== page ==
Waitress Blew Out Knee When Checking On Her Dogs, but Appellate Court Says No to Worker's Comp Benefits
Merry Shaydak went to work as usual at the Mexico border on a very chilly March day in 2010.
|Cute dog photo #6,432|
She was a waitress at the Turquoise Valley Golf and RV Park in Naco, which sits right on the line a few miles south of Bisbee.
Shaydak brought her two dogs to work with her that day, saying later that she was sure they would be warmer in her car than stuck outside at home.
That was mistake number one.
She parked in the employee lot and got permission from her supervisor to check on the pups once in the morning and again about 1:30 p.m. During the afternoon check, Shaydak decided on the spur of the moment to scale the five-foot chain-link fence that surrounded the lot. Later, she said she'd done so to save time and get back to work sooner,
But Shaydak landed wrong and blew out her right knee so badly that it required surgery.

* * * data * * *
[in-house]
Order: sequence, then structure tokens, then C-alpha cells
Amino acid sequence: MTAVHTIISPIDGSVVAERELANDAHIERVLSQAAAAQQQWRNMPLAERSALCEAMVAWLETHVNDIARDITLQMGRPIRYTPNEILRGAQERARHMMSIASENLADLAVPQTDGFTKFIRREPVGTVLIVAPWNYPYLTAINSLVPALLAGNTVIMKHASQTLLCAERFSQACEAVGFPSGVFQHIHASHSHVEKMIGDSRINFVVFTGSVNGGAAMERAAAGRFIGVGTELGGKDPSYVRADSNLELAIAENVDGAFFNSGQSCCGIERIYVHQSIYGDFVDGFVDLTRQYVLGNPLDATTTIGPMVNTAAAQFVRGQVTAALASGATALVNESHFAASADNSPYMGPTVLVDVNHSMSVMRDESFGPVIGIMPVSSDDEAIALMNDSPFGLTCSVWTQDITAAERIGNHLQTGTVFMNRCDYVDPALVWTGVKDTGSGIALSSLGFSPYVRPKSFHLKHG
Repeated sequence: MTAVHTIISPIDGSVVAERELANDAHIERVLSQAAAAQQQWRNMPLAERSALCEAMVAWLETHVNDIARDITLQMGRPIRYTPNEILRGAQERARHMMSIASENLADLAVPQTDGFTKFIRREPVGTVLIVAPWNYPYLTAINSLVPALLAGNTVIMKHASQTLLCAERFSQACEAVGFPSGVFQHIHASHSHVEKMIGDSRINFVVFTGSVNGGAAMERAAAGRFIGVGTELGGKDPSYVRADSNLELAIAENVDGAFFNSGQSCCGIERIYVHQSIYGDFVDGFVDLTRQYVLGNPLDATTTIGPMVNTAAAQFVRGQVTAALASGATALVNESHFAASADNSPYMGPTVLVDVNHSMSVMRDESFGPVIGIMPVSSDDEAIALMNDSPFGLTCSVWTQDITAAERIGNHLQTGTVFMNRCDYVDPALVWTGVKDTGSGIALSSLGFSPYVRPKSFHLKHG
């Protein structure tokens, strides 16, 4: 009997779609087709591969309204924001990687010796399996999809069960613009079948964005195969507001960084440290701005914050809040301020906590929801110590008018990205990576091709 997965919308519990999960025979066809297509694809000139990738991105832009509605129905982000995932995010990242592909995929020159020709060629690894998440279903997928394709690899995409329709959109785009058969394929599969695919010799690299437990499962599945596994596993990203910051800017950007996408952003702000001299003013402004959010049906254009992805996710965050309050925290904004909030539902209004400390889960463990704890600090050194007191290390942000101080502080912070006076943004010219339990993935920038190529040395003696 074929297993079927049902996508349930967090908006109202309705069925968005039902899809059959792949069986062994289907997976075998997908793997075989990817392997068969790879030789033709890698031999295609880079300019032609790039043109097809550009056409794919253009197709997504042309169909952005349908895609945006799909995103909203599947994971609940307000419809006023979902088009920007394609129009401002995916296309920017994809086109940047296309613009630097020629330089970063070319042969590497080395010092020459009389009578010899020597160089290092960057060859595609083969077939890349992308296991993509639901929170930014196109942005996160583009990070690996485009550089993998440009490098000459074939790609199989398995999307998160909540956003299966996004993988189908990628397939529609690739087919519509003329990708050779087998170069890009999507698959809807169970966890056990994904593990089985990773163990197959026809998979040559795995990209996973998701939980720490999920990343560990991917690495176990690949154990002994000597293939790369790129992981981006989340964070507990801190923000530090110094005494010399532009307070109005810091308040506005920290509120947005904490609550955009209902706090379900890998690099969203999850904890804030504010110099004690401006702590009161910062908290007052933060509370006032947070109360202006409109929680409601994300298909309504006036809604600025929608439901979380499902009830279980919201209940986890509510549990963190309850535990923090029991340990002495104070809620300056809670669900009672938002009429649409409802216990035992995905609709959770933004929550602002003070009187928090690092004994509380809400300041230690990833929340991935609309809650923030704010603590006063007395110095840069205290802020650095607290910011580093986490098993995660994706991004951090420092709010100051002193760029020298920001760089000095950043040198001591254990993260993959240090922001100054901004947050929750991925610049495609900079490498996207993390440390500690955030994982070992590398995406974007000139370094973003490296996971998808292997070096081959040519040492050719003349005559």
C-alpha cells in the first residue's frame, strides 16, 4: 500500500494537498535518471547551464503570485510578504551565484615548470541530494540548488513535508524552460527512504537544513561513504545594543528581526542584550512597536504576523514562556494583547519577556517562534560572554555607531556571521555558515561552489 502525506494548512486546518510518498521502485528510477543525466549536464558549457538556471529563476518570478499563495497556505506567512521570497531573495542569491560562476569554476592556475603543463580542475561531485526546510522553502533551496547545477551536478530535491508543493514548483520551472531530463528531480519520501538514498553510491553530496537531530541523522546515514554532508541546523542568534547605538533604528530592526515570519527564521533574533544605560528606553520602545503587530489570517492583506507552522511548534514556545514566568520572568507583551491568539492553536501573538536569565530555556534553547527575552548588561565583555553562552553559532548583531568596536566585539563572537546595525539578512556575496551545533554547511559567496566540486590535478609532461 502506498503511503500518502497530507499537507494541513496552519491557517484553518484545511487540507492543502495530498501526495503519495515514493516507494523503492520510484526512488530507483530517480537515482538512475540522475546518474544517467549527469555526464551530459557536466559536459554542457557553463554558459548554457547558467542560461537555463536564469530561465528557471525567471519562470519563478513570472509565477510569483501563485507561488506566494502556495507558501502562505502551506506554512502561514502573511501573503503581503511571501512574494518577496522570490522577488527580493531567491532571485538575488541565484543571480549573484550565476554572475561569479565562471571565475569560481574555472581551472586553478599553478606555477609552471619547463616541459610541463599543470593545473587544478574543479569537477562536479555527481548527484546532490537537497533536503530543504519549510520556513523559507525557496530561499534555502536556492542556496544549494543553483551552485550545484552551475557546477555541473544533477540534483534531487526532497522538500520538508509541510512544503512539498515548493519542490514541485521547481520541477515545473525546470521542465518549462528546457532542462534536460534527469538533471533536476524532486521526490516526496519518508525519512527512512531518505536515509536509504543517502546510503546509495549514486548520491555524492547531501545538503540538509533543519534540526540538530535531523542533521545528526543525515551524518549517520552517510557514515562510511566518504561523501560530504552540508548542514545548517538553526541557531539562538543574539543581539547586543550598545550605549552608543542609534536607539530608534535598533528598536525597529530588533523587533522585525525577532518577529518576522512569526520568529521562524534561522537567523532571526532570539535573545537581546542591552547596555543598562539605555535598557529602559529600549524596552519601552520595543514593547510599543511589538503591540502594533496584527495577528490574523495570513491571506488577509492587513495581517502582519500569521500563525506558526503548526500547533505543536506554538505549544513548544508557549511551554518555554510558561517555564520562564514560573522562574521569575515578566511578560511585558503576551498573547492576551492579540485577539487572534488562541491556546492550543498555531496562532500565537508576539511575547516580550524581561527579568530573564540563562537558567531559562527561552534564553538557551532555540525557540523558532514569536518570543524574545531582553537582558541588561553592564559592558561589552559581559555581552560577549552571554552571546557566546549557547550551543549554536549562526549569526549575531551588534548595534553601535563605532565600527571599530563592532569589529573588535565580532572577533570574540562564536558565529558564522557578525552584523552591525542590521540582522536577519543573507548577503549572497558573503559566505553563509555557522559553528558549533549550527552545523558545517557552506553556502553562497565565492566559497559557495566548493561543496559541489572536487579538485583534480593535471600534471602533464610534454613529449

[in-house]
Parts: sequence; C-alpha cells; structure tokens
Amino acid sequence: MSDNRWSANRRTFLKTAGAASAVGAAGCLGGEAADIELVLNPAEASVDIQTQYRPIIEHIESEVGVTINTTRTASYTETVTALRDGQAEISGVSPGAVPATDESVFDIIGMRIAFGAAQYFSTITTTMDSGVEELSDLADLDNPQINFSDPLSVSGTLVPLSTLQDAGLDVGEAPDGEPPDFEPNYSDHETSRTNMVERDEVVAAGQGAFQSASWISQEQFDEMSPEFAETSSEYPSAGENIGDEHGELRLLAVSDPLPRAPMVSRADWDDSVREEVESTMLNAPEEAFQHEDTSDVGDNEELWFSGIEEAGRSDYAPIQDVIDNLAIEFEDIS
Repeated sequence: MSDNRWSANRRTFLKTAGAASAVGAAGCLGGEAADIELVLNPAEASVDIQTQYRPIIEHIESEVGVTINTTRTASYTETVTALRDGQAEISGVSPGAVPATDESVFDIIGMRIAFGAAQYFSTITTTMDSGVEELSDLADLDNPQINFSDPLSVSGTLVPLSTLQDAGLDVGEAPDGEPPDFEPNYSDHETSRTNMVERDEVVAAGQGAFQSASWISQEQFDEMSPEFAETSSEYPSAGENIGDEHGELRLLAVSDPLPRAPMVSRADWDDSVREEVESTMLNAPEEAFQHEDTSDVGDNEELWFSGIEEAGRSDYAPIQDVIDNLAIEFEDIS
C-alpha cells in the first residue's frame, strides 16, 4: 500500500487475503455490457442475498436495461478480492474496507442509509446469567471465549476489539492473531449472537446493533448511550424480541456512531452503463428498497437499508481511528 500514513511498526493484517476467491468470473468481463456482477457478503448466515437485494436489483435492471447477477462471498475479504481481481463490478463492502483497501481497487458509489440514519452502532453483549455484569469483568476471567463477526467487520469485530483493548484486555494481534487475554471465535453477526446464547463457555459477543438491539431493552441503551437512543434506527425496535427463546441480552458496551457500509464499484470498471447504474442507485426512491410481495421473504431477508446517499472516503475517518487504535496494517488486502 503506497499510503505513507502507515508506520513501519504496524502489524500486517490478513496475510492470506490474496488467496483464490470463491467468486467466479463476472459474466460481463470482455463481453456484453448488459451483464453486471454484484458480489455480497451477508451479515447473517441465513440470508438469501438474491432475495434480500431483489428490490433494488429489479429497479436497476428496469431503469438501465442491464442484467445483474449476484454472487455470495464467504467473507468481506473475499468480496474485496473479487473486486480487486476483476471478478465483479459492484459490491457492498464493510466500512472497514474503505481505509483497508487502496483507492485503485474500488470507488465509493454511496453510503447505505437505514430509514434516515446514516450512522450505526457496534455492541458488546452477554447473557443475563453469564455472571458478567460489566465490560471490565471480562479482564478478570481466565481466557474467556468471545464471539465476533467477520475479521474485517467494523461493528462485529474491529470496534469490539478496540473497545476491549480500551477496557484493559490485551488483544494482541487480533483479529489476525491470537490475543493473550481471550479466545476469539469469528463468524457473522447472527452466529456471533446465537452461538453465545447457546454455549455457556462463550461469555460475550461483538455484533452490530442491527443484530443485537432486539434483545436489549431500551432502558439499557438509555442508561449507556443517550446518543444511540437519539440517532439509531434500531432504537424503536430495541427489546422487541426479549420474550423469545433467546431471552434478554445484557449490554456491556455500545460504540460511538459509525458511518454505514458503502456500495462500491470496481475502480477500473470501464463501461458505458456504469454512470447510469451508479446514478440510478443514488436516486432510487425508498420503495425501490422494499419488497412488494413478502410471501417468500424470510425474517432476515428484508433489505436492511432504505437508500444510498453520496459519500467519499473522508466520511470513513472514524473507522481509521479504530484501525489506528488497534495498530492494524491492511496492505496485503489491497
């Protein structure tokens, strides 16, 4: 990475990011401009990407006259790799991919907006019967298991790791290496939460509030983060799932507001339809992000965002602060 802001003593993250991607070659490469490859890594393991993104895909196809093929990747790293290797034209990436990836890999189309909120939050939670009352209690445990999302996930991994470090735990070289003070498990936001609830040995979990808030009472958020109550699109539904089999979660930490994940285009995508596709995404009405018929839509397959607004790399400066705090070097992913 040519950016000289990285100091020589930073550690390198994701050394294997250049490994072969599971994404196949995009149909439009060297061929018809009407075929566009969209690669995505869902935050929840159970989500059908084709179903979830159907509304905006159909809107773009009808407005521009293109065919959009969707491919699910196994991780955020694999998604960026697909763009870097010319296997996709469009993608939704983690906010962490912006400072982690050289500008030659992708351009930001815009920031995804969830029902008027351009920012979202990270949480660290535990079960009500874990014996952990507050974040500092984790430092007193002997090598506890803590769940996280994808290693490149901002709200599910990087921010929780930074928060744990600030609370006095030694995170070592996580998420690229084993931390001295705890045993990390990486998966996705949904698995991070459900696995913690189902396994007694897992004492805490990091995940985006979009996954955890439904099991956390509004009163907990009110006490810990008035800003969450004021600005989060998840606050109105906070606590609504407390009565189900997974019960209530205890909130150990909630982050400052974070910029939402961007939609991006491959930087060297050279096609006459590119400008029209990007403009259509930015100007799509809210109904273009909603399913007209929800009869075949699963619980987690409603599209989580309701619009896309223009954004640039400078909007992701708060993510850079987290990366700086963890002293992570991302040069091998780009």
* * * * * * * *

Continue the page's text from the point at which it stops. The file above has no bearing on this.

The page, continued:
Now for the legal part:
Shaydak later filed a worker's comp claim that her employer denied. She appealed, but an administrative law judge sided with the restaurant, concluding that the woman had failed to prove "that her injuries arose out of and in the course of employment."
Undeterred, Shaydak asked the Arizona Court of Appeals to consider the case, which it did before issuing its ruling last Thursday, a decisive 3-0 opinion against the dog lover.
Judge Margaret Downie wrote that the panel just didn't buy that checking on the dogs was a "personal comfort activity" approved by Shaydak's supervisor, or that the waitress' "actions in jumping over the fence did not violate any law or company policy."
Taking the ill-fated shortcut was "sufficiently unreasonable to remove Shaydak's actions from the course of employment," Judge Downie wrote. In other words, sorry, sweetie, you should have taken the long way around to your car.
Not stopping there, the appellate court concluded that business had been slow at the restaurant and that Shaydak shouldn't have been in any particular rush to get back because other waitresses were covering for her.
Life, as they say, can be a bitch.